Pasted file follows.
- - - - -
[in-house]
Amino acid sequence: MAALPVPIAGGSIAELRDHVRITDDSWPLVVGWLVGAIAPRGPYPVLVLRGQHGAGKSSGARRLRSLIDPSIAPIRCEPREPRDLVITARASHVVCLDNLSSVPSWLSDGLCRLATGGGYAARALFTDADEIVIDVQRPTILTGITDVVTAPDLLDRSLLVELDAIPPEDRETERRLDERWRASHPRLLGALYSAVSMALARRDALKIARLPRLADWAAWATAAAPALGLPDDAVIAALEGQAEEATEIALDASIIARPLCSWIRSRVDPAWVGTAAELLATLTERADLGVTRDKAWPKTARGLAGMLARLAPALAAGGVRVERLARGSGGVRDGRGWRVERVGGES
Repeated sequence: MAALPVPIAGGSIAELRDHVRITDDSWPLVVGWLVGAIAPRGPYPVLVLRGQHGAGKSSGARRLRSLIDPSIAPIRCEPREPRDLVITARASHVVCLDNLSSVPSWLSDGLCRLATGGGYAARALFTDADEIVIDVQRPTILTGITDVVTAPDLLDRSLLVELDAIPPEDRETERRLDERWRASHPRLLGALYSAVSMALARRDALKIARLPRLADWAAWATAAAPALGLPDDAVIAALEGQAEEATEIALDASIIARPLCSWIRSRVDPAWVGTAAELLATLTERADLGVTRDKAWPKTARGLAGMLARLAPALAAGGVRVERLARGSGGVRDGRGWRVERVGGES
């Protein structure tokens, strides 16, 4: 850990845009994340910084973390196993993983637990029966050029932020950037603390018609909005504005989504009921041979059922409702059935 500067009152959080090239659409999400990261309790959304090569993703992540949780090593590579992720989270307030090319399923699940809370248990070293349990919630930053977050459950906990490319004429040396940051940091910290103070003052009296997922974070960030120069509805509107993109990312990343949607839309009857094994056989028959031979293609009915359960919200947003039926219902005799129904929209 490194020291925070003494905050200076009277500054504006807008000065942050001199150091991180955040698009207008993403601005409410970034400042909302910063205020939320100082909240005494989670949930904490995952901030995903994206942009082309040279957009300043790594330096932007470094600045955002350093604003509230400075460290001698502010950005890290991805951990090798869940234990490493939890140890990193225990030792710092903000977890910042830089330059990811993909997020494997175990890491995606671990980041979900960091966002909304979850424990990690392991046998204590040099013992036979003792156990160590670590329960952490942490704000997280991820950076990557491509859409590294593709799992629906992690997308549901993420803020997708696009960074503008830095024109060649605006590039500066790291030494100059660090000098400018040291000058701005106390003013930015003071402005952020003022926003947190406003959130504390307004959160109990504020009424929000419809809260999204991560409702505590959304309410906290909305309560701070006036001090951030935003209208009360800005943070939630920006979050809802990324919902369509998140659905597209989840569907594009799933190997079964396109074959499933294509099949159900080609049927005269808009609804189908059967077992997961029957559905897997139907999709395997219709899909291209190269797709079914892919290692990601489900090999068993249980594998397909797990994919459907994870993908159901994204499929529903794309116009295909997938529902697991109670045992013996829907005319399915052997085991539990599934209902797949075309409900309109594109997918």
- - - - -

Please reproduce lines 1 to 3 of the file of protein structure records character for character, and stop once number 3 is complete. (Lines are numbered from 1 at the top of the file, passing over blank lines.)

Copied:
[in-house]
Amino acid sequence: MAALPVPIAGGSIAELRDHVRITDDSWPLVVGWLVGAIAPRGPYPVLVLRGQHGAGKSSGARRLRSLIDPSIAPIRCEPREPRDLVITARASHVVCLDNLSSVPSWLSDGLCRLATGGGYAARALFTDADEIVIDVQRPTILTGITDVVTAPDLLDRSLLVELDAIPPEDRETERRLDERWRASHPRLLGALYSAVSMALARRDALKIARLPRLADWAAWATAAAPALGLPDDAVIAALEGQAEEATEIALDASIIARPLCSWIRSRVDPAWVGTAAELLATLTERADLGVTRDKAWPKTARGLAGMLARLAPALAAGGVRVERLARGSGGVRDGRGWRVERVGGES
Repeated sequence: MAALPVPIAGGSIAELRDHVRITDDSWPLVVGWLVGAIAPRGPYPVLVLRGQHGAGKSSGARRLRSLIDPSIAPIRCEPREPRDLVITARASHVVCLDNLSSVPSWLSDGLCRLATGGGYAARALFTDADEIVIDVQRPTILTGITDVVTAPDLLDRSLLVELDAIPPEDRETERRLDERWRASHPRLLGALYSAVSMALARRDALKIARLPRLADWAAWATAAAPALGLPDDAVIAALEGQAEEATEIALDASIIARPLCSWIRSRVDPAWVGTAAELLATLTERADLGVTRDKAWPKTARGLAGMLARLAPALAAGGVRVERLARGSGGVRDGRGWRVERVGGES